Dangol’s team is tackling its task with two methods. The first is to measure Everest the old-fashioned way using trigonometry. Such calculations produced the first-ever tally of Everest’s height, as well as the measurement taken in the 1950s by an Indian team that serves asthe current standard.
But that technique will serve as “a check, a redundancy,” said Christopher Pearson, a research fellow at the University of Otago in New Zealand who consulted with Nepal on the project. The pathbreaking part of the effort will come through the second method, which relies on a combination of readings from a satellite navigation system and a complex model of sea level.
Enter Gautam, a 15-year veteran of the survey department. The 35-year-old had already summitted Everest once before in 2011. This time, however, his four-person team was carrying 90 pounds of equipment in addition to their regular climbing gear. They planned their ascent to arrive at the summit in the middle of the night so their work would not be disturbed by other climbers.
While most climbers limit their time at the roof of the world to descend quickly from the “death zone,” Gautam and his team “did not have that privilege,” he recalled. They stayed at the summit for an hour and 45 minutes, taking readings with a Global Navigation Satellite System device and a ground-penetrating radar that can gauge the difference between the actual rock summit and the snow that covers it.AD
Wearing bulky mittens against the extreme cold, Gautam and his team couldn’t operate the small knobs on their equipment. So they took off the mittens and worked in fleece gloves instead. For weeks afterward, Gautam had no sensation in his fingers. The frigid temperatures also damaged his feet: He lost the tip of his left big toe to frostbite and now wears only sandals, rather than shoes.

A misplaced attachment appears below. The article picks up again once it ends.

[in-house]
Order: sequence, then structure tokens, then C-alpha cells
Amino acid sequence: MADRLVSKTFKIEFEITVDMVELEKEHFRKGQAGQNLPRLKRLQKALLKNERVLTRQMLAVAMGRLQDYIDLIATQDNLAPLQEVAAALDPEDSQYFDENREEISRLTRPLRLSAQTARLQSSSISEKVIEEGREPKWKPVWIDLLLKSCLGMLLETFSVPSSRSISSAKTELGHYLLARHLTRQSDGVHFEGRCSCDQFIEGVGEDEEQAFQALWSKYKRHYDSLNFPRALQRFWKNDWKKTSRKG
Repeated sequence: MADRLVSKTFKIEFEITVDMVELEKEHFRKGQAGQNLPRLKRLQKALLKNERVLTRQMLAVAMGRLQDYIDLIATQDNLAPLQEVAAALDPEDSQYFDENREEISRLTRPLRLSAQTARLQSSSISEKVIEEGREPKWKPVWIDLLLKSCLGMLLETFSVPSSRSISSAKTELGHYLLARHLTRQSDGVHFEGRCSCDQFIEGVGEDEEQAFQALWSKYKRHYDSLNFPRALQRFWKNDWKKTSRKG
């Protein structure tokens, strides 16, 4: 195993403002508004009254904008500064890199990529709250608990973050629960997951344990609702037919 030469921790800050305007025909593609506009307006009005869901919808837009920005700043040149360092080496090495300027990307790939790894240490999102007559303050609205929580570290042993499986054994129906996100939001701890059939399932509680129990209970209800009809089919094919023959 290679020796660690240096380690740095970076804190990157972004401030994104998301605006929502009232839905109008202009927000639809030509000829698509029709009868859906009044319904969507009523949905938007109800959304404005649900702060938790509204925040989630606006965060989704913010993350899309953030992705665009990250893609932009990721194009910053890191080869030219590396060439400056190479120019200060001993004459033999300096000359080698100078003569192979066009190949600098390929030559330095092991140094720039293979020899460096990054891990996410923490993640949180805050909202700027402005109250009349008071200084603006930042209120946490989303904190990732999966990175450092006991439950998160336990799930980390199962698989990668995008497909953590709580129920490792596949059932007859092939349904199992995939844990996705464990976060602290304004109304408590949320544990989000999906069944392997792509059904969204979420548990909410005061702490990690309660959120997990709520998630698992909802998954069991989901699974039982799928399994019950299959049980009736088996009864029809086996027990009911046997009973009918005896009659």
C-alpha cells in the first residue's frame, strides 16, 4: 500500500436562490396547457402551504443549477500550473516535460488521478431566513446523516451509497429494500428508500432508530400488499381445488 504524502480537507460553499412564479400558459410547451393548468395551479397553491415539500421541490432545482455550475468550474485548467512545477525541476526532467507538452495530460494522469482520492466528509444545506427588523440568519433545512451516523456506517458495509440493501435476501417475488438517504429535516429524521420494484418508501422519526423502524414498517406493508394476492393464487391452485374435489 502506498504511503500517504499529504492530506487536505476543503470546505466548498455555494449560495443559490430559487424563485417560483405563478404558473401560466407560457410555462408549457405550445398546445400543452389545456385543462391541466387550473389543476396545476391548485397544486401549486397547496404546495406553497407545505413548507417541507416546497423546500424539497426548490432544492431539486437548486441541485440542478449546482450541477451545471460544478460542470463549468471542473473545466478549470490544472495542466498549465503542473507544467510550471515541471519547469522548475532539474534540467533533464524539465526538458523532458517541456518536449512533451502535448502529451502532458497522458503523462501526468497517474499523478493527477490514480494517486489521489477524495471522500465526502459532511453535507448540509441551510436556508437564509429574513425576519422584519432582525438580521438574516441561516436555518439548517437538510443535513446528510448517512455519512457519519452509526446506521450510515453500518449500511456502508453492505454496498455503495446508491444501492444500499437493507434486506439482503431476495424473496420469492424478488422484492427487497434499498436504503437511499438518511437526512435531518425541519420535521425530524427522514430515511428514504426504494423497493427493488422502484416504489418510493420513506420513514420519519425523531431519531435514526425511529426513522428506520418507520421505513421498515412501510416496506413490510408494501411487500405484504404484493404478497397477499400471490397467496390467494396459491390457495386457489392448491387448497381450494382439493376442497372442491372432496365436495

On the descent, all their food and water was gone, and Gautam’s colleague ran out of oxygen, a life-threatening situation. Their climbing guide managed to borrow a bottle from another Sherpa who was heading up the mountain, Gautam said, saving his colleague’s life.
Although the data they carried with them on the way down weighed nothing, “its preciousness made it so heavy,” said Gautam.
Yet the satellite readings from the Everest expedition are not sufficient. They give the mountain’s “ellipsoidal” height — the height of the summit above a smoothed geometric model of the Earth. The readings do not reveal an object’s precise height above sea level. AD
Judging exactly where sea level would begin beneath Everest’s massive tons of rock turns out to be a key question. Generating the model of sea level required lugging a gravimeter, which is carried in a large suitcase-like box, to 297 spots in Nepal. “We have to be cautious and drive slowly,” Dangol said. At each measuring point, the machine must be calibrated before taking readings for two sessions of three minutes each.
The data collection will be completed next month, Dangol said. Then the processing will begin: six people, sitting in a room equipped with high-speed computers and specialized software, for three to four months, checking and rechecking the figures. It will be a “closed camp,” Dangol said. Not even he will know the results at first.
Nepal’s effort has been “incredible,” said Pearson, the surveying expert in New Zealand. “Staggeringly, it has all worked, and they have all the information they need to get an accurate height.”AD
Dangol is already looking forward to next year, when Nepal plans to unveil Everest’s new height — both the rock height and the snow height, down to the centimeter. That will be “kind of like a thesis defense,” he said.